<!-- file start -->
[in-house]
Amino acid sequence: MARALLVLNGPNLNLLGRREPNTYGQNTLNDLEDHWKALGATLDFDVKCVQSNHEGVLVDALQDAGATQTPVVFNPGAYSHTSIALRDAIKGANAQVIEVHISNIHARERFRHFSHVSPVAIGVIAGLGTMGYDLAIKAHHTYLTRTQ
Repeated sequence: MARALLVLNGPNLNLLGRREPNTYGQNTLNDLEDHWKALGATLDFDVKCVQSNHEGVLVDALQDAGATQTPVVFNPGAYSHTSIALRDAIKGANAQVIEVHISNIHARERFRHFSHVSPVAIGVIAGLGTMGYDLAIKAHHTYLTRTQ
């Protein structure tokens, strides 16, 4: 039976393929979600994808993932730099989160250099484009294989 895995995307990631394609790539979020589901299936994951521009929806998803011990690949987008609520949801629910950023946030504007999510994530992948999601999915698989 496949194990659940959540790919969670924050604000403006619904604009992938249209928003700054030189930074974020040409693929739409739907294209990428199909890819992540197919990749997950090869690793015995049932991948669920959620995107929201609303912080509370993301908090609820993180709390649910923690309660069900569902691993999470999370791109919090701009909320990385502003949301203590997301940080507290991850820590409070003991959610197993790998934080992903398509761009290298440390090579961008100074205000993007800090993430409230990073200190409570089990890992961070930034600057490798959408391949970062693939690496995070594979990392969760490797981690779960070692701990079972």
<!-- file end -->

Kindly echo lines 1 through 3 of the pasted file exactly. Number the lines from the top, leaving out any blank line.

[in-house]
Amino acid sequence: MARALLVLNGPNLNLLGRREPNTYGQNTLNDLEDHWKALGATLDFDVKCVQSNHEGVLVDALQDAGATQTPVVFNPGAYSHTSIALRDAIKGANAQVIEVHISNIHARERFRHFSHVSPVAIGVIAGLGTMGYDLAIKAHHTYLTRTQ
Repeated sequence: MARALLVLNGPNLNLLGRREPNTYGQNTLNDLEDHWKALGATLDFDVKCVQSNHEGVLVDALQDAGATQTPVVFNPGAYSHTSIALRDAIKGANAQVIEVHISNIHARERFRHFSHVSPVAIGVIAGLGTMGYDLAIKAHHTYLTRTQ